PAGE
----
Checkup on Health

boy playing with toy blocks
The choices for children's toys are endless, so it's important to pay attention to age guidelines. Of course, the most important gift to any child is quality time from you!

By Thomas Bullen, M.D.

The holiday season is upon us, and the choices for children’s toys are endless. What should you give to those youngsters on your list?

Here are some guidelines to help you pick something that is likely to be fun as well as safe.

  • Pay attention to age guidelines on the toy. Guidelines may be intended for reasons of safety or developmental abilities. Think carefully about how they apply to the child you have in mind. Just as some kids are intellectually advanced and would enjoy a board game designed for older children, other kids may still be likely to pop things in their mouth at 5 years, well after the age when small parts are normally allowed.


  • Be aware of hanging danger for infants. Once babies can raise themselves onto their hands and knees, avoid toys that they could hang themselves on, such as mobiles hung within reach of the crib, toys with strings, or crib gyms that are strung across a crib or playpen.


  • Watch out for small parts! Generally, any toy that can fit through a toilet paper tube is too small for a child under 3 years. Some toys are obviously made for older children, and few people would mistakenly give them to an infant or tot. But other toys that seem appropriate at first glance may turn out to be potentially dangerous under closer scrutiny. Many teddy bears and dolls come with buttons on clothes or plastic eyes that could be chewed off and swallowed. Little cars may have small wheels that could be pulled off.


  • Consider the needs of other children in the house. Avoid toys that may be dangerous to little brothers and sisters if they are likely to get hold of them.


  • Don’t buy toys that shoot. Every year, toys such as launchers, toy guns and bows and arrows cause serious eye injuries when shot at close range. Even if a toy comes with soft objects for shooting, curious children often substitute rocks or pencils, making them especially dangerous.

So what are good choices? Check out these suggestions for the age group you have in mind:

Young infants

Dr. Bullen is a pediatrician with UC Davis Medical Group in Sacramento.

Toys to look at or listen to are your best bet. Squeak toys and rattles are good, but make sure the soft ones don’t squish down to that toilet paper tube opening size. Mobiles and crib gyms are great until the baby can raise onto hands and knees.

Older infants

Babies that can sit up love to play with blocks, nesting cups, stacking rings and simple pop-up toys. Cardboard or vinyl books with large, simple pictures are also popular.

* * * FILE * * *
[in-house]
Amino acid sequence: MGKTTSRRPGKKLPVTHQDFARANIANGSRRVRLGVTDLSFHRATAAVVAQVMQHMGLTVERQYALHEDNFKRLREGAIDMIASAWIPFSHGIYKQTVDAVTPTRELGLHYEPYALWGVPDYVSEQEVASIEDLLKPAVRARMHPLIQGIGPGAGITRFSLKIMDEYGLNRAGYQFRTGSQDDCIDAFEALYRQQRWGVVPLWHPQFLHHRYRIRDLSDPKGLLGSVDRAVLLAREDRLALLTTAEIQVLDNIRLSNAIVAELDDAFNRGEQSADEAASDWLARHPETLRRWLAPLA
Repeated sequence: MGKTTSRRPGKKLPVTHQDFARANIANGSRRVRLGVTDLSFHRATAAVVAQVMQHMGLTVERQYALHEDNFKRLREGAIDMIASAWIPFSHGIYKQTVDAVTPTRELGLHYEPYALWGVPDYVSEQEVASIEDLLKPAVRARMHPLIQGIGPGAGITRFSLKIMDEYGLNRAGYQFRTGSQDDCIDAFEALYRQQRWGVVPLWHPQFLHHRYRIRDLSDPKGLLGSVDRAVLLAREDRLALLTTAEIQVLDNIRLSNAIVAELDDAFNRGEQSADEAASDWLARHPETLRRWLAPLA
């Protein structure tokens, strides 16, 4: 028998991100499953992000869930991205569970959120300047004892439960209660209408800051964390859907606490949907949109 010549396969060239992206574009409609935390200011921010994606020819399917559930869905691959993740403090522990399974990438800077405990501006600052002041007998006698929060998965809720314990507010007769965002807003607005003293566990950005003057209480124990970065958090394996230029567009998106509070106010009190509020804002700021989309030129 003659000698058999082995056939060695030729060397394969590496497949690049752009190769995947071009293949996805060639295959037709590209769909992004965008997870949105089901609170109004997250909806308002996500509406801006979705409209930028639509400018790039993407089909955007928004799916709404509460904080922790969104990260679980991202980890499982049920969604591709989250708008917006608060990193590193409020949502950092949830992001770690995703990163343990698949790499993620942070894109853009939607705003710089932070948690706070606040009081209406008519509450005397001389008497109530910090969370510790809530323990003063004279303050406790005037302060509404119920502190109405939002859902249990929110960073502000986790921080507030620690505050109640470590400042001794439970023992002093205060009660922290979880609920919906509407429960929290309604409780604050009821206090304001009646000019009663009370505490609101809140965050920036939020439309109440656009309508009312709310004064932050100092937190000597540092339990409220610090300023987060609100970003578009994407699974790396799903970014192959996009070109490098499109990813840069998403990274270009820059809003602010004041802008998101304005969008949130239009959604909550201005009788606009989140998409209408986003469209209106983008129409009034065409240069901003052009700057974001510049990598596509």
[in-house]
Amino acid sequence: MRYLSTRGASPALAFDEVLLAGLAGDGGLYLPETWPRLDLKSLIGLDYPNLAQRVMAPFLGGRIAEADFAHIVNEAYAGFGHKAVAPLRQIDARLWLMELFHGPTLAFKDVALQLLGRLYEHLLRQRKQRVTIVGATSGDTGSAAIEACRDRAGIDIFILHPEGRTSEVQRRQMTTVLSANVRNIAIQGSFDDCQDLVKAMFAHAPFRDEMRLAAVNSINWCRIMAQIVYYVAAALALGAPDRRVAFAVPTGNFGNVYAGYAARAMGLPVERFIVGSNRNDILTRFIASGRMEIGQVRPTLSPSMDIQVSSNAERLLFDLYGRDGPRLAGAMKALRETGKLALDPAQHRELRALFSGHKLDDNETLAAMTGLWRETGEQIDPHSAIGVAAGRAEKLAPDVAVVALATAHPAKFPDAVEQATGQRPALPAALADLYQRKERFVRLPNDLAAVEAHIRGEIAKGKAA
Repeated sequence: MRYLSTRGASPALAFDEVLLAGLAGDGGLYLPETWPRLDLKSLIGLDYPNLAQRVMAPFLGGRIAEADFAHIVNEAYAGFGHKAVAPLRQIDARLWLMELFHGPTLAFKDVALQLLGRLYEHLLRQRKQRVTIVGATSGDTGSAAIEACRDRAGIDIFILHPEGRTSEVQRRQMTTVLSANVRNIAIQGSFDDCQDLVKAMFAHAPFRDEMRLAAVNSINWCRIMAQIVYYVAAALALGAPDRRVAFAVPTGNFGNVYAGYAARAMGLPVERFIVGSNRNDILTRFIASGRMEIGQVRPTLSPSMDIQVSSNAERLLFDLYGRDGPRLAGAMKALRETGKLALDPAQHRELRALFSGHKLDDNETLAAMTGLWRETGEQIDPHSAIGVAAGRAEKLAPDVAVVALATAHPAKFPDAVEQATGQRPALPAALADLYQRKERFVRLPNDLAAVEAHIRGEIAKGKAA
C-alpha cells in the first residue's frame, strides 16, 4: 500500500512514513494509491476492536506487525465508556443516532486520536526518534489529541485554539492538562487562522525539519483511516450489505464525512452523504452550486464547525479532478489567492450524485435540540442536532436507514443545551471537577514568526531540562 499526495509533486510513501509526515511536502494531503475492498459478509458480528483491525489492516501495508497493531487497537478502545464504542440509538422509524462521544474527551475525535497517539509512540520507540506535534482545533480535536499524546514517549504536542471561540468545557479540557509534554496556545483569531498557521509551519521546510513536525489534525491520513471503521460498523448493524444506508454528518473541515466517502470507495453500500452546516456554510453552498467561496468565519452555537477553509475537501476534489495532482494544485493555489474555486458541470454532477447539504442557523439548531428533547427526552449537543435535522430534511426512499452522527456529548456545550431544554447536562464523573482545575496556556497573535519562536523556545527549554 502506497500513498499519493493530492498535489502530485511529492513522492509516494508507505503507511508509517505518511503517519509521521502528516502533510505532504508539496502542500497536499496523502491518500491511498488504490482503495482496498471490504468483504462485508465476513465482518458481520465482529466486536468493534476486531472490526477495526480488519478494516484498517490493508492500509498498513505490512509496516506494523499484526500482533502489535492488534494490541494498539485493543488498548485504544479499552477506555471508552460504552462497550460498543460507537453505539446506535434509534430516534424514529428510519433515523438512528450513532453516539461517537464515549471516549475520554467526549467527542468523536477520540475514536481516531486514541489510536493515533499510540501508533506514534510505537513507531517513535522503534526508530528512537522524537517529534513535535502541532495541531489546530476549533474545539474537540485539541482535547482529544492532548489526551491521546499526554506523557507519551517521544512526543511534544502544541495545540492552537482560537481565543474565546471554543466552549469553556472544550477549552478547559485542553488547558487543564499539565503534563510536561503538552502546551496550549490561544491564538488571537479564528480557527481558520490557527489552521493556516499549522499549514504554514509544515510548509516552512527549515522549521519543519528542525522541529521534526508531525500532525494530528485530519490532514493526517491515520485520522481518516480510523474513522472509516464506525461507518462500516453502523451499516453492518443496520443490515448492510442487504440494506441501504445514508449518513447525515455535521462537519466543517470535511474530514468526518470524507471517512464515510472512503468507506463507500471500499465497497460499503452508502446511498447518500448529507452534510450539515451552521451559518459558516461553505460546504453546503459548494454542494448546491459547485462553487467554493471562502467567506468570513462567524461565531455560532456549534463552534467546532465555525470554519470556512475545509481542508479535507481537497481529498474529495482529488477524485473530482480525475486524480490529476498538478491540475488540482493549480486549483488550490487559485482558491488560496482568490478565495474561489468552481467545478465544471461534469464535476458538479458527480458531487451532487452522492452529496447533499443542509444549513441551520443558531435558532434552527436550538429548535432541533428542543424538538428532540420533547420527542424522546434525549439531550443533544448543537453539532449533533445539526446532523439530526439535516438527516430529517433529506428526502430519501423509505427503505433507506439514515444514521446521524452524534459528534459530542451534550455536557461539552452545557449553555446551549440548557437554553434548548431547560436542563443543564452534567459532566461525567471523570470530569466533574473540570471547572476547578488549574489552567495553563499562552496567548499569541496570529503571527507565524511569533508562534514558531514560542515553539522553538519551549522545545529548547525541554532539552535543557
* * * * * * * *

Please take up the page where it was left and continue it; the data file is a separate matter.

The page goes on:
Toddlers

Think motion for this age group! Large balls, toddler play structures, digging tools, trikes or big plastic cars are all great backyard choices. For quieter moments, choose simple art supplies, such as crayons, markers, finger paints and play-dough, as well as easy puzzles. Bath toys are also fun. And save those holiday toy catalogues. Toddlers love to look through them over and over again.

Preschoolers

Three-to-five year-olds spend much of their day in make-believe land. Dress-up items and toy tools or kitchen utensils make big hits. Puppets, dolls, stuffed animals, and play sets with village, farm, or transportation pieces also stimulate the imagination. This is also a great age for a child’s tape player and cassettes featuring children’s storytellers and music.

Ages 6-9

Early elementary school-age children are ready for bigger challenges, both intellectually and physically. Bikes, scooters and sleds make great gifts, but be sure to include appropriate protective gear, such as helmets, as well as knee, wrist, and elbow guards for roller blades. Kids this age enjoy science sets, model and craft kits, and board games. Easy chapter books are also good buys.

Ages 9-12

If possible, spend time enjoying your gift with the recipient. It’s the best way to ensure you’ll give treasured memories along with a present.

Children this age are beginning to develop interests and skills that they may pursue the rest of their lives. Consider giving a subscription to a children’s magazine, geared towards nature or literature. Strategy games such as chess or other board games are popular, as is equipment for team sports.

Teens

Perhaps the hardest age group? Not if you know the child. You really have to target interests, as presents at this age merge with items you would buy for an adult. Books, magazine subscriptions, calendars, hobby and sports equipment are good bets. If you don’t want to guess, consider choosing a gift certificate to a favorite music or book store.

If possible, spend time enjoying your gift with the recipient. It’s the best way to ensure you’ll give treasured memories along with a present. The most important gift to any child is quality time from you!